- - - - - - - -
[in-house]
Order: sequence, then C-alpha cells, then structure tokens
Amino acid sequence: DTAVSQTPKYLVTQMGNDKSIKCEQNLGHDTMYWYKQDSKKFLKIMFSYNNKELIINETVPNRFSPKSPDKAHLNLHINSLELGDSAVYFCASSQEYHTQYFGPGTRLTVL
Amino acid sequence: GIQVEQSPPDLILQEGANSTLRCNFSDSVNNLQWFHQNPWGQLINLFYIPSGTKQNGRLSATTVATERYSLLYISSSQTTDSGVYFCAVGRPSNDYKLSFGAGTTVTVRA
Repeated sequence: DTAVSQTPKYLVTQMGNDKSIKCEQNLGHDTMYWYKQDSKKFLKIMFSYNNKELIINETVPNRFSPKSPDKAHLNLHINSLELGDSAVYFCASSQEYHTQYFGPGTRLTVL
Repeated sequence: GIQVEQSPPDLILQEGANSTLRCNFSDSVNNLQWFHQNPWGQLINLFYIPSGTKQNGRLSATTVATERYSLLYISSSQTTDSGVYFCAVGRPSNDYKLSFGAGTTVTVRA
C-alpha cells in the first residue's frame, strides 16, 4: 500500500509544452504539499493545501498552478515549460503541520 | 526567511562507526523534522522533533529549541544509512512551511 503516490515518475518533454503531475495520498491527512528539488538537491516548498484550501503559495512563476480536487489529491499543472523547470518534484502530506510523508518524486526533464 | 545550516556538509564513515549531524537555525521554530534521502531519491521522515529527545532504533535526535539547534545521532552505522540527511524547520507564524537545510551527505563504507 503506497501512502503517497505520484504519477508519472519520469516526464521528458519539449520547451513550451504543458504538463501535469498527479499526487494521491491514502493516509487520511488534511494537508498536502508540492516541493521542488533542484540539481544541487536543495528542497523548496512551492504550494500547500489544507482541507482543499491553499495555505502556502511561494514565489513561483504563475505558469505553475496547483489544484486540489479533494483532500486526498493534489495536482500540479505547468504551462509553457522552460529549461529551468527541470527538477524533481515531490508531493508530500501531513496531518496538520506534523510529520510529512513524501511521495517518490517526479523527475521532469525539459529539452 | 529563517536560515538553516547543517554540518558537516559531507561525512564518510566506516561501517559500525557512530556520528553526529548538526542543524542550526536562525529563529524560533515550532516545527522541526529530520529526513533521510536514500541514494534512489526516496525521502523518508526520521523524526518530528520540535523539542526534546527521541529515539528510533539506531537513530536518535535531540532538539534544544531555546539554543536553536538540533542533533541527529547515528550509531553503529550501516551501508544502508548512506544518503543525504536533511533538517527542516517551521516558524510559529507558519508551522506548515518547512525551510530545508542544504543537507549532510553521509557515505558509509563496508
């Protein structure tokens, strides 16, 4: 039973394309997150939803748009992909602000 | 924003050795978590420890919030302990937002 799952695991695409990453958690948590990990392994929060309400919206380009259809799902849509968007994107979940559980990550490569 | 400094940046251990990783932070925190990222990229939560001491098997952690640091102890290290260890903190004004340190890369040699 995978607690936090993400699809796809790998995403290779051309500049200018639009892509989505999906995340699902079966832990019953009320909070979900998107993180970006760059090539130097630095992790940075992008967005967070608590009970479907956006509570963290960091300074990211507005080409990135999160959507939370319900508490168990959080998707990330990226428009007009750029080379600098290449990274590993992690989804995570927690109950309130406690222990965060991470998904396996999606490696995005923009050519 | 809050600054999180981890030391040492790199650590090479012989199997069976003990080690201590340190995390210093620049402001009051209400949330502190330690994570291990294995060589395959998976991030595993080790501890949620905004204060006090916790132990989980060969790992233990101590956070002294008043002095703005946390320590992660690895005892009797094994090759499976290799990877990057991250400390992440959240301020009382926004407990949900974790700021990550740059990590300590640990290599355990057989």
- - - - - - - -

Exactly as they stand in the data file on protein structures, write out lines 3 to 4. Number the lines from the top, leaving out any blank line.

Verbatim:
Amino acid sequence: DTAVSQTPKYLVTQMGNDKSIKCEQNLGHDTMYWYKQDSKKFLKIMFSYNNKELIINETVPNRFSPKSPDKAHLNLHINSLELGDSAVYFCASSQEYHTQYFGPGTRLTVL
Amino acid sequence: GIQVEQSPPDLILQEGANSTLRCNFSDSVNNLQWFHQNPWGQLINLFYIPSGTKQNGRLSATTVATERYSLLYISSSQTTDSGVYFCAVGRPSNDYKLSFGAGTTVTVRA